The RFI contains 12 principal questions to which commenters are asked to respond. (Each principal question is supplemented by one or more follow up questions.) The questions include (1) whether the CFPB should continue to use error percentage thresholds to determine the need for data resubmission, (2) whether the error percentage thresholds, if retained, should (a) be calculated differently, (b) treat systemic and non-systemic errors differently, (c) continue to include separate thresholds for the entire HMDA loan/application register (LAR) sample and individual data fields within the LAR sample, or (d) include different thresholds for institutions with different LAR sizes and for different HMDA fields based on LAR size, (3) whether the CFPB should separately survey a financial institution’s internal data for HMDA-reportable transactions that were omitted from the institution’s LAR, (4) whether the CFPB should require correction and resubmission for some kinds of errors and, for other kinds of errors, should require only that an institution ensure the errors will not be found in future HMDA submissions, and (5) whether changes are needed in how the CFPB conducts HMDA data integrity reviews, including how it selects HMDA samples for such reviews.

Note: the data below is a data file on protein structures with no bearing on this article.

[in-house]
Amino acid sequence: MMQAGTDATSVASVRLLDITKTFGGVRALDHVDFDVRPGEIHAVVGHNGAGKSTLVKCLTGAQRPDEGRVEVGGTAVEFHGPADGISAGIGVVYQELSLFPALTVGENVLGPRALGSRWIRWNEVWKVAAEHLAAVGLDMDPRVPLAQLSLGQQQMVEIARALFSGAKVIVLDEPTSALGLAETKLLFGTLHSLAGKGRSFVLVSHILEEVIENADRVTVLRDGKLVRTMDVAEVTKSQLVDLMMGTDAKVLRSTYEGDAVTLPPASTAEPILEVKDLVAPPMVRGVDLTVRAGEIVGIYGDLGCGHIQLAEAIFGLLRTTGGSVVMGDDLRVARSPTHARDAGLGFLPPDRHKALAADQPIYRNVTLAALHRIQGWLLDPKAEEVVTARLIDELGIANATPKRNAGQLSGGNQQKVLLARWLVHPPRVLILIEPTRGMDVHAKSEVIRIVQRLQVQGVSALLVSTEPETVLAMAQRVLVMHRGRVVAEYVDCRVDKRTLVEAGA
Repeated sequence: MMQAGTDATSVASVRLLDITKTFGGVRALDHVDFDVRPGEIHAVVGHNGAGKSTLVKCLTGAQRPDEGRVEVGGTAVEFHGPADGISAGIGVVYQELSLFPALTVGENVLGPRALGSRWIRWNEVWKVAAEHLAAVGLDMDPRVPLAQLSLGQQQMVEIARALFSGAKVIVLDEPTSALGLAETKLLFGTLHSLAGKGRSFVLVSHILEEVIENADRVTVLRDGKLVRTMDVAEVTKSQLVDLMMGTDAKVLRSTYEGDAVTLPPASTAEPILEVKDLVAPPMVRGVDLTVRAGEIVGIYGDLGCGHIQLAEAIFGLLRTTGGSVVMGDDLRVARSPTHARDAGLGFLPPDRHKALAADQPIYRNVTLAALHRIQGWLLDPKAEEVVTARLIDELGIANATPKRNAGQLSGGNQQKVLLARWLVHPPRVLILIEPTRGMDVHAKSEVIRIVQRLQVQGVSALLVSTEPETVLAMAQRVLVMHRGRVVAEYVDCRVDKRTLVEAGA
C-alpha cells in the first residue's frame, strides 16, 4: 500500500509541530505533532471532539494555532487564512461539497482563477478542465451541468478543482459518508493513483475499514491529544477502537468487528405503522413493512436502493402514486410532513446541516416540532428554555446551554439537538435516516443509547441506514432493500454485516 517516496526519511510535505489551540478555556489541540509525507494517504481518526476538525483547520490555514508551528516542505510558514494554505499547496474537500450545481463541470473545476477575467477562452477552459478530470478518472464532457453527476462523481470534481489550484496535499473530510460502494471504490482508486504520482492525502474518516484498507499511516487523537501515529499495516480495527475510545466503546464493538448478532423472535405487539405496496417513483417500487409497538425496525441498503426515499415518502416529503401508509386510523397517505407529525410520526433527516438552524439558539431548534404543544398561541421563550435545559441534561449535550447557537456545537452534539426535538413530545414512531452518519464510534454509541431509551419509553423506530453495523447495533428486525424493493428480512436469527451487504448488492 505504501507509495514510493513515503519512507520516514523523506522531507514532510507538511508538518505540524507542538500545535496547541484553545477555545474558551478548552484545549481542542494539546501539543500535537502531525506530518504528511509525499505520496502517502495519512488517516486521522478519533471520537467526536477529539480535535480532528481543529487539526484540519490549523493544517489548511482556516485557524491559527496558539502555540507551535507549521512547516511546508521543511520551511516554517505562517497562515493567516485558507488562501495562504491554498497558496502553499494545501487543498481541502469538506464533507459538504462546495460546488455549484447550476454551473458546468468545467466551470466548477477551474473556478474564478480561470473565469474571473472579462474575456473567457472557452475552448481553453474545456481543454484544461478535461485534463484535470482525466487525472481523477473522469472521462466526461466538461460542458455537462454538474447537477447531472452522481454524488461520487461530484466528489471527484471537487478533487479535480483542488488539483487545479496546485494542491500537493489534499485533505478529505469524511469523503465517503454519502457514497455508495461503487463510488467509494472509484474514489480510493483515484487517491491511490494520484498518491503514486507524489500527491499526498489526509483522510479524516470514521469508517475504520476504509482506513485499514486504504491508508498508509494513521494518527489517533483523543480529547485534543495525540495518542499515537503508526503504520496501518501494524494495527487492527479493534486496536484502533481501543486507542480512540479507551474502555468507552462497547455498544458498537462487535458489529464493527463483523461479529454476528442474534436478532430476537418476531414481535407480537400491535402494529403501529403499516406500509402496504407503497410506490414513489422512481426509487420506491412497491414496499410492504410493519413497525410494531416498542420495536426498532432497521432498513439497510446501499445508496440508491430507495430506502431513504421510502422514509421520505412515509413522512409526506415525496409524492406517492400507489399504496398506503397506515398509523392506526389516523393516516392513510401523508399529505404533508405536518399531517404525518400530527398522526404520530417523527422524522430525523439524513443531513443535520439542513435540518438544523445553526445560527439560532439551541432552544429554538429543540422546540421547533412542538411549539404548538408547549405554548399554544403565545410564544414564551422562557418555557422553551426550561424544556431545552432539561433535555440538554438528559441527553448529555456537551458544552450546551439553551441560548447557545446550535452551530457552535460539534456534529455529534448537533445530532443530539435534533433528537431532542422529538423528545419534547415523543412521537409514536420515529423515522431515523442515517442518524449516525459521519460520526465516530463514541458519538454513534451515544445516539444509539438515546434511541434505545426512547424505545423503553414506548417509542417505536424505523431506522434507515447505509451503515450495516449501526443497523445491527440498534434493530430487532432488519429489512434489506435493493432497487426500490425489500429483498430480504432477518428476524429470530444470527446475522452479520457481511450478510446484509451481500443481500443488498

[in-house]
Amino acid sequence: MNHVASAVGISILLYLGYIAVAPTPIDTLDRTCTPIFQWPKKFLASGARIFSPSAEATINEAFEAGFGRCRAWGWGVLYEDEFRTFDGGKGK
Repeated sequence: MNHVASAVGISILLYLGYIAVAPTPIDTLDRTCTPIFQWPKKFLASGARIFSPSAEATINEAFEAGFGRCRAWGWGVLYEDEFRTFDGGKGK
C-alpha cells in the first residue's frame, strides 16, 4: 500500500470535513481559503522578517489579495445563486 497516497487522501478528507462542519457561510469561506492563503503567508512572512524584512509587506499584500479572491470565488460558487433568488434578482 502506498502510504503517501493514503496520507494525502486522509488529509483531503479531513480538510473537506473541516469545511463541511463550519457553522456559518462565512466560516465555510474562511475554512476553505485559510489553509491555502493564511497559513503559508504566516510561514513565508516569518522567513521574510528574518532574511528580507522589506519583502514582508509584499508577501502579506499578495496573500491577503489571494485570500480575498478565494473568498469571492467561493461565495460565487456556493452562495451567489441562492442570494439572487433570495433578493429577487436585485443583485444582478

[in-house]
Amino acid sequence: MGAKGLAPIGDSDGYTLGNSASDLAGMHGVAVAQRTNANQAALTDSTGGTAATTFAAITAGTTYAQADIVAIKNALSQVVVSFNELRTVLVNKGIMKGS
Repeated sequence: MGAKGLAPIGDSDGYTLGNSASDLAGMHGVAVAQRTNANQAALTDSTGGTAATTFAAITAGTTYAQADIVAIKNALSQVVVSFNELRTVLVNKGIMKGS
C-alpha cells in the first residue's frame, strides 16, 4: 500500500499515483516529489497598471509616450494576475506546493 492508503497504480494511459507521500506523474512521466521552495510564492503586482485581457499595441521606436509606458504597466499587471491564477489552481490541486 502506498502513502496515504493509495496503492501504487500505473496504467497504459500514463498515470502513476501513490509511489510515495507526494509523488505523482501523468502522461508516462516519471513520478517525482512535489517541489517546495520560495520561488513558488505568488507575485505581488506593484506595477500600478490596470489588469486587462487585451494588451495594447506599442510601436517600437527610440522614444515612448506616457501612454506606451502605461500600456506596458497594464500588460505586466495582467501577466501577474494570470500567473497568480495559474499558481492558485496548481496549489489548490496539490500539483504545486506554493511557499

The CFPB states in the RFI that it anticipates it will not separately propose and solicit comments on changes to its Resubmission Guidelines before finalizing and publishing changes. In short, this may be the industry’s only chance to submit comments on revisions to the Resubmission Guidelines. Comments on the RFI will be due on or before 60 days after it is published in the Federal Register.
The CFPB has announced that David Silberman will replace Meredith Fuchs as the CFPB’s Acting Deputy Director beginning next week. Mr. Silberman has been serving as the CFPB’s Associate Director for Research, Markets, and Regulations since 2011 and will retain that position.
In its announcement, the CFPB stated that Mr. Silberman will serve as Acting Deputy Director “while a search for a replacement is conducted.” Since Steven Antonakes resigned as Deputy Director in July 2015, the CFPB has not filled that position.